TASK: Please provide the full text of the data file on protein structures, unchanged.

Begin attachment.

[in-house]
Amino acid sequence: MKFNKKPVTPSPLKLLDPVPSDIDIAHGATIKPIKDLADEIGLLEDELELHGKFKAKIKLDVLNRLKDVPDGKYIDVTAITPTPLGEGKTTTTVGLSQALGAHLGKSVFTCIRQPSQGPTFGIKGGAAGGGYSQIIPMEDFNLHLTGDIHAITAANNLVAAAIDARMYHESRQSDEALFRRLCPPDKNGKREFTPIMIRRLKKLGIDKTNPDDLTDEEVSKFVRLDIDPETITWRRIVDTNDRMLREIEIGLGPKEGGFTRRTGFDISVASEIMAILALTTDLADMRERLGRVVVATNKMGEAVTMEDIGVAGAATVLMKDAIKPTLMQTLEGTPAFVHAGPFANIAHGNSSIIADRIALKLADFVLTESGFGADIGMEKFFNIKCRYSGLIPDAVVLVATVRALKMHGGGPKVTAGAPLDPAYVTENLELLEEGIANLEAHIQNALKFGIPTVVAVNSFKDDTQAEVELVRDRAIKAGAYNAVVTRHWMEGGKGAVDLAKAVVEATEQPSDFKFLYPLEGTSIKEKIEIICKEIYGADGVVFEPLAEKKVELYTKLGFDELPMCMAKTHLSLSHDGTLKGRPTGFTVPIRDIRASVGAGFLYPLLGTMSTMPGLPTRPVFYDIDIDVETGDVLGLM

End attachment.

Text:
[in-house]
Amino acid sequence: MKFNKKPVTPSPLKLLDPVPSDIDIAHGATIKPIKDLADEIGLLEDELELHGKFKAKIKLDVLNRLKDVPDGKYIDVTAITPTPLGEGKTTTTVGLSQALGAHLGKSVFTCIRQPSQGPTFGIKGGAAGGGYSQIIPMEDFNLHLTGDIHAITAANNLVAAAIDARMYHESRQSDEALFRRLCPPDKNGKREFTPIMIRRLKKLGIDKTNPDDLTDEEVSKFVRLDIDPETITWRRIVDTNDRMLREIEIGLGPKEGGFTRRTGFDISVASEIMAILALTTDLADMRERLGRVVVATNKMGEAVTMEDIGVAGAATVLMKDAIKPTLMQTLEGTPAFVHAGPFANIAHGNSSIIADRIALKLADFVLTESGFGADIGMEKFFNIKCRYSGLIPDAVVLVATVRALKMHGGGPKVTAGAPLDPAYVTENLELLEEGIANLEAHIQNALKFGIPTVVAVNSFKDDTQAEVELVRDRAIKAGAYNAVVTRHWMEGGKGAVDLAKAVVEATEQPSDFKFLYPLEGTSIKEKIEIICKEIYGADGVVFEPLAEKKVELYTKLGFDELPMCMAKTHLSLSHDGTLKGRPTGFTVPIRDIRASVGAGFLYPLLGTMSTMPGLPTRPVFYDIDIDVETGDVLGLM